I’m a fan of the mobile Metro user experience – excuse me, the Windows Store app user experience. Since its release with Windows Phone 7, the new user interface paradigm has been outstanding on phones and tablets. Live Tiles represent a genuine breakthrough. Microsoft has demonstrated through the original Zune music player software design, the Xbox Kinect, and now with Live Tiles, true creativity that rivals anything from Apple or Google.
The idea behind the Metro, ahem, Windows Store app is, and let me selectively quote from Microsoft’s documentation:
Apps have one window that supports multiple views. Unlike traditional desktop apps, a Windows Store app has a single, chromeless window that fills the entire screen by default, so there are no distractions.
On a phone or a tablet, that is perfect, as the tiny amount of screen real estate lends itself to full-screen apps. Not only that, but given the environment where phone or tablet apps are being run, the user is probably focused on a specific task: I want to check my calendar. I want to send a text message. I want to update Facebook. I want to get driving directions. I want to answer a phone call. I want to play Angry Birds for a few minutes. I want to update my to-do list. I want to read 50 Shades of Gray with a glass of wine.
This is a different use case than when a worker is sitting in front of a desktop computer for eight hours, or when a laptop is connected to a 27-inch monitor while the college student does her homework.
The Metro, err, Windows Store app design does not lend itself to immersive multitasking uses of the computer as a workstation. In my (admittedly limited) experience, it is not designed to help the user efficiently multitask without requiring context-switching.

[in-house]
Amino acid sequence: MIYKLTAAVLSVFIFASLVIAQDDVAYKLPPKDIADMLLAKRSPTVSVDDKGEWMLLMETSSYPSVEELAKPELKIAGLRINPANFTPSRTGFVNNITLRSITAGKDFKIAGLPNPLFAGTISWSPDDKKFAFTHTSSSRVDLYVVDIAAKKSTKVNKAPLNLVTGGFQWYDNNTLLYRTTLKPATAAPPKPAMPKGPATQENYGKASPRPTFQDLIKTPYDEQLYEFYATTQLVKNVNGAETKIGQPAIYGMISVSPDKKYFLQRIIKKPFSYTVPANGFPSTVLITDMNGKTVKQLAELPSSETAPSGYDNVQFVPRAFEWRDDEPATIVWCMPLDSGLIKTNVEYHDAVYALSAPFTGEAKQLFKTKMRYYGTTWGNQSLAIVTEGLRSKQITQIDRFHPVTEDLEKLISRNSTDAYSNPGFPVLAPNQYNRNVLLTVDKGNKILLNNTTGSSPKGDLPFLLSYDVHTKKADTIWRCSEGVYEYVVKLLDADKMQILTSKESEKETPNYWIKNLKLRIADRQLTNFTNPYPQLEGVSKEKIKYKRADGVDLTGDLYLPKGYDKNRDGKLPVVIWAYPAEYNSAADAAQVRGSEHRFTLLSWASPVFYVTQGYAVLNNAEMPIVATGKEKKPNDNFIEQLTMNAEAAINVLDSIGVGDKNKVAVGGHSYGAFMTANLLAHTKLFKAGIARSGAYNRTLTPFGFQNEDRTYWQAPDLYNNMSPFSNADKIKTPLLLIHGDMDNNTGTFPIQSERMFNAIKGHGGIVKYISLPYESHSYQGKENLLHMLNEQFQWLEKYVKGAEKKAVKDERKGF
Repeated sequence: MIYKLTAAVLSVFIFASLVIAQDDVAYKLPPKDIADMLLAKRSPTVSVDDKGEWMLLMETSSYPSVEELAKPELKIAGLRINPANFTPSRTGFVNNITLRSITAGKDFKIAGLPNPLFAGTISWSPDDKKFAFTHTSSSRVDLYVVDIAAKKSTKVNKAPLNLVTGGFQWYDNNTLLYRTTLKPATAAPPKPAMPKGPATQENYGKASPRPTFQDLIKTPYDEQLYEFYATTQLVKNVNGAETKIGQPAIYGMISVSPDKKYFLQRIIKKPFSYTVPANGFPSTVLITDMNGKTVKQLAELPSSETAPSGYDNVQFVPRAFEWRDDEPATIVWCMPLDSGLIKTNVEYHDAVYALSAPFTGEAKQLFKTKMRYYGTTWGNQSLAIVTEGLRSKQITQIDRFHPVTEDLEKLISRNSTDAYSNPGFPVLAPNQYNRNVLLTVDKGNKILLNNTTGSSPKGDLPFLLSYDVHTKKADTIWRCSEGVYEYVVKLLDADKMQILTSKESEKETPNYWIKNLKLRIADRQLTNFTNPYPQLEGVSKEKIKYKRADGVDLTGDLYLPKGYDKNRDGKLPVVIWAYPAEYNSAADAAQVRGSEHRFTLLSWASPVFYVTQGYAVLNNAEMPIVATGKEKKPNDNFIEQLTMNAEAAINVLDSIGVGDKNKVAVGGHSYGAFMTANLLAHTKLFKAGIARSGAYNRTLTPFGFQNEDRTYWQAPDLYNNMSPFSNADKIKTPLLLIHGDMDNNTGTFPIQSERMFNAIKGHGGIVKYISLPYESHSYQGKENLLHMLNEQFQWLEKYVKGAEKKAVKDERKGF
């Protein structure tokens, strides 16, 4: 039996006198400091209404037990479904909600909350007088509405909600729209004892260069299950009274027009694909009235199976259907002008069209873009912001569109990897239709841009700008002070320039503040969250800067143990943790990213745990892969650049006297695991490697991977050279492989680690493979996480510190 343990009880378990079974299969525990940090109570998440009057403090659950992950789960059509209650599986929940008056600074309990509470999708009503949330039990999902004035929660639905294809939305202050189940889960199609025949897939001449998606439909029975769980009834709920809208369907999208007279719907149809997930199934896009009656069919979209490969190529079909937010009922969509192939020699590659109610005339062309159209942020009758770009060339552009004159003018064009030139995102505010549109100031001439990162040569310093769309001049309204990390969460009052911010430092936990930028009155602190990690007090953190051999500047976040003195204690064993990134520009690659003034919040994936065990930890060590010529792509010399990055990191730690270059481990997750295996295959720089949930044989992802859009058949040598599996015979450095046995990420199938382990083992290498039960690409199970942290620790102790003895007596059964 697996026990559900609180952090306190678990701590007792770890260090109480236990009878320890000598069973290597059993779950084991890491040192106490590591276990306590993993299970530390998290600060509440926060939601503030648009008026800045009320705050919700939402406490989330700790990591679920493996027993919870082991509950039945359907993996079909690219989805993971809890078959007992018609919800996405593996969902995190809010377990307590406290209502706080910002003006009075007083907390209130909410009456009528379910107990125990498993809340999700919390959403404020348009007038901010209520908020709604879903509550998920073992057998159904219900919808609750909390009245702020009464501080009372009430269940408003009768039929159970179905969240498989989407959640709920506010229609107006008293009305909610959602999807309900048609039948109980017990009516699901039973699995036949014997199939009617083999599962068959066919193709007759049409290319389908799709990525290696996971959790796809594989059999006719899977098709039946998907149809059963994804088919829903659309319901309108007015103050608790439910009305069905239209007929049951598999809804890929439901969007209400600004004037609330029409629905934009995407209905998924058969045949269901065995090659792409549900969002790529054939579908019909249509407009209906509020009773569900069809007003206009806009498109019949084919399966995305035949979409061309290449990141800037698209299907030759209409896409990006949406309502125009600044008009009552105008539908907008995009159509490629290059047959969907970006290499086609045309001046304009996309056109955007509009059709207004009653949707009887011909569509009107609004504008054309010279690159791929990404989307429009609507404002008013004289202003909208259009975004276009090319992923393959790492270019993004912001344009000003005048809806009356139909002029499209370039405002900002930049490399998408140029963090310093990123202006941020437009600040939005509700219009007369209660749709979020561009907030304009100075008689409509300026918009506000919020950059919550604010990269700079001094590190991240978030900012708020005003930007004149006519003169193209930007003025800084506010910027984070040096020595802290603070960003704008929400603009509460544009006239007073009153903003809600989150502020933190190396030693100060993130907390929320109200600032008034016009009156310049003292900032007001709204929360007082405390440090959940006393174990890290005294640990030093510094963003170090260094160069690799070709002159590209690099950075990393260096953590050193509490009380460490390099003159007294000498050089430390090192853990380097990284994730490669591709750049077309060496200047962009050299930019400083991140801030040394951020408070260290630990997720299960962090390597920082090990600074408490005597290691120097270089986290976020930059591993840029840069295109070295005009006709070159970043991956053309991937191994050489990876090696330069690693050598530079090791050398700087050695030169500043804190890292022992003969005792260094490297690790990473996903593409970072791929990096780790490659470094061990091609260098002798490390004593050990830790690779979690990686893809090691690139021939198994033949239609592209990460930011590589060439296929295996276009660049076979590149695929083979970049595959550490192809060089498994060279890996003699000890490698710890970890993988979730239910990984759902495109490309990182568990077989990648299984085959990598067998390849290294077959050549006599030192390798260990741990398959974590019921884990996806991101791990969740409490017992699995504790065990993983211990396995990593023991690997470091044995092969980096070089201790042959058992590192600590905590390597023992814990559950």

To use a focus group of one: My environment right now consists of a 13” notebook connected to a 30” display. I have currently open Microsoft Word (in which I’m writing this essay), several browser windows using two separate browsers (Chrome and Firefox), an email client, and several chat windows – and I have switched my mouse over to each of them many times while still writing the column. I’m not swiping from side to side; the windows are all visible, all present, providing me with both information and interrupts. I almost never expand any app to full screen on either display.
One could argue that my windowing style is distracting, and that I would be more productive if the OS encouraged me to focus on a single app or task. Maybe. But when I switched many years ago from a small screen to multiple screen to a very large screen, my productivity increased significantly.
I look forward to spending more time with Windows 8, and in using it on a large touchscreen. Perhaps my view will change. For now, I believe that new Windows 8 UX may be today’s best for mobile devices that being used in a single-mode context – but that it decreases productivity in a multi-app working environment. In other words, it does not scale.
What do you think?